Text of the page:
Possible problems with SFDR
– If we want to close the funding gap for SDGs, we need public-private collaboration.
– We can’t rely on SFDR for this because SFDR doesn’t support “impact investment”.
– SFDR is also ineffective in protecting consumers – it makes consumers MORE confused and makes greenwashing MORE likely.
– EU financial regulators’ efforts to police environmental impact claims are ineffective and create a greater risk of greenwashing.
– Sustainable finance rules do not accommodate the concept of investor impact and consequently are not aligned with the theories of attribution differentiating (…) company impact and investor impact.
– SFDR has simply introduced marketing labels which create additional confusion.
– The assessment is likely to be disappointing (ESG-understatement-of-the-year?) for policymakers at the EU Commission who just last month claimed that “greenwashing is over” (ESG-overstatement-of-the-year?)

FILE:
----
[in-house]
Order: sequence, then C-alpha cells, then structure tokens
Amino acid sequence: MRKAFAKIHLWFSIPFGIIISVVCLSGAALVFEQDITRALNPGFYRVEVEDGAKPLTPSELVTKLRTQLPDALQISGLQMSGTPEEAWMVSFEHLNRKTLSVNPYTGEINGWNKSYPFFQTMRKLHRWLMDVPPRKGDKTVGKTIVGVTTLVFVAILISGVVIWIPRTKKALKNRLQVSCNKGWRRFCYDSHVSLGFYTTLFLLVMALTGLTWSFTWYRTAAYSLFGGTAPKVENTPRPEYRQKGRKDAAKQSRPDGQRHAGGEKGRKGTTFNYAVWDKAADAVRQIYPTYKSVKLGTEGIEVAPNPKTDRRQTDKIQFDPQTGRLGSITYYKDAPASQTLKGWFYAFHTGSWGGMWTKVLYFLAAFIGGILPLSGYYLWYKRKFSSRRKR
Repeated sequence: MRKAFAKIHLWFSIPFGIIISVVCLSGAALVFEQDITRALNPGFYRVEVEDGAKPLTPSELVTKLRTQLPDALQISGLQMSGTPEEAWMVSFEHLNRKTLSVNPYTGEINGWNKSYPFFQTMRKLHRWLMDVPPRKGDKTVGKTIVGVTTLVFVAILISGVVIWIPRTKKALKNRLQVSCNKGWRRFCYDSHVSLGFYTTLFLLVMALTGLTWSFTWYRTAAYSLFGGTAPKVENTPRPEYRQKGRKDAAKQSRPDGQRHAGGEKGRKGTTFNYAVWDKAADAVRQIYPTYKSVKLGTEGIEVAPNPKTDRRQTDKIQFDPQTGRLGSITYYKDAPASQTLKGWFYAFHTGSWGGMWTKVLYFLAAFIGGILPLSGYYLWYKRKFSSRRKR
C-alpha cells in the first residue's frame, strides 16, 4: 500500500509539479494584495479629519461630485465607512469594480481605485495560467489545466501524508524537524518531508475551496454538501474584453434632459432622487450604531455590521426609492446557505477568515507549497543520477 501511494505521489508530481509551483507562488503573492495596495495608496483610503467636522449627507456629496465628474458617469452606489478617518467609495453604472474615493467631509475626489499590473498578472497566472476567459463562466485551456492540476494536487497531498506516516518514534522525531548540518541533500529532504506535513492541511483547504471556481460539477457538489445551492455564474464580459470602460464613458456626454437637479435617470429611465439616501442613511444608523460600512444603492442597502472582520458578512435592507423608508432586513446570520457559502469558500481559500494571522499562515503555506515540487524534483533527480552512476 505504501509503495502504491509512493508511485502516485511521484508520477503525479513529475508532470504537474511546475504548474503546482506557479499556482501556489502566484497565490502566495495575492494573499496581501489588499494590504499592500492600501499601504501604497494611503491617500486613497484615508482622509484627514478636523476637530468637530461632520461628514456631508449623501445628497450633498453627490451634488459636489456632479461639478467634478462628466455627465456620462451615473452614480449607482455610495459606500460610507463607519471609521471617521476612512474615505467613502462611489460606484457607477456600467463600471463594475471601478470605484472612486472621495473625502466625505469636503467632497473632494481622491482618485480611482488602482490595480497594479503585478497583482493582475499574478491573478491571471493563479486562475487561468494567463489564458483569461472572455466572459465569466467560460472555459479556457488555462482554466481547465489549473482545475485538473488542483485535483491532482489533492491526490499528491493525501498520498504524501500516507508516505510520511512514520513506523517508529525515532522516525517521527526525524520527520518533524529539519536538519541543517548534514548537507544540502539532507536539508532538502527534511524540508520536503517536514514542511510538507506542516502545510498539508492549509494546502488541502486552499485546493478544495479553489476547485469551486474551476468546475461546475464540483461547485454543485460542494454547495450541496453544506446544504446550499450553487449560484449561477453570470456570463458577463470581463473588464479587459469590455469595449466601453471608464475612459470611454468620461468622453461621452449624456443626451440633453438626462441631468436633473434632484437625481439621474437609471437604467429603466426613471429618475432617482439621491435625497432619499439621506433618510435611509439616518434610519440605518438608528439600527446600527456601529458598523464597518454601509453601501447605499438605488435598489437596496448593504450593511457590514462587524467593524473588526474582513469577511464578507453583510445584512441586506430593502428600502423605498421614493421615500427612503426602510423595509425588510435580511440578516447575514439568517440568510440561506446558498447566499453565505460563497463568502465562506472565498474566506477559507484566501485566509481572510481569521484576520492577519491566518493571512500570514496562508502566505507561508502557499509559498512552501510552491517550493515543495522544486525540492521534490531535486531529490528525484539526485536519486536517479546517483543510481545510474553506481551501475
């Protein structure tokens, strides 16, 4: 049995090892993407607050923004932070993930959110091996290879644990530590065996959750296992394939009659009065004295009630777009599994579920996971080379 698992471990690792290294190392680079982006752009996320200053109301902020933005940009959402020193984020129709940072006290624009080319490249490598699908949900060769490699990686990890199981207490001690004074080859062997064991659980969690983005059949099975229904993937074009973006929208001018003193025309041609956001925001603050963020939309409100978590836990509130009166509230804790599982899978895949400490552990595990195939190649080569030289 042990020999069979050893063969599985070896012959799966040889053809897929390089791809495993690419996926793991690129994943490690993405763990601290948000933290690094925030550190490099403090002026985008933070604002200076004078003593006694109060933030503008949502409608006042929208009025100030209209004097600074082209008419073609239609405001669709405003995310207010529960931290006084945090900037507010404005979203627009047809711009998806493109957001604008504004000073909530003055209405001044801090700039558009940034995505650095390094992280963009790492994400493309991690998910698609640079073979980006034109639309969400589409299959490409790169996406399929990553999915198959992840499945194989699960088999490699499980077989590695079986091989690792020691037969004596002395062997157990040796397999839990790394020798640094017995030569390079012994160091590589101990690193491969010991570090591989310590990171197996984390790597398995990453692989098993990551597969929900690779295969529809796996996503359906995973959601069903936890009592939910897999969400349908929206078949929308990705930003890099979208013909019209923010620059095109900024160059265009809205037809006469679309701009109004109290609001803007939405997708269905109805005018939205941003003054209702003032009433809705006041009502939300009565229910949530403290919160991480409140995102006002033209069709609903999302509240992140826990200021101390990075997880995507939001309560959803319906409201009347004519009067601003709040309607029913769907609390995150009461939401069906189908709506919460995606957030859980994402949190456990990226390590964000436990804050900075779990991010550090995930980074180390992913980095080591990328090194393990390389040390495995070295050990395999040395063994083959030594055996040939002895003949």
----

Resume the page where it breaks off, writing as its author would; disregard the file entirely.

– We haven’t got a chance of meeting the SDGs or delivering net zero promises without mobilising private capital on a serious scale.
– At the heart of this is trying to find new models of collaboration for those 2 worlds of public and private, to help them talk the same language and find ways of working together to allow this capital to flow.
– If we need to mobilise a lot more money into areas of high impact, especially into emerging economies and frontier markets, then the private side is entirely entitled to ask the public sector for a a serious conversation about how we how they structure those opportunities.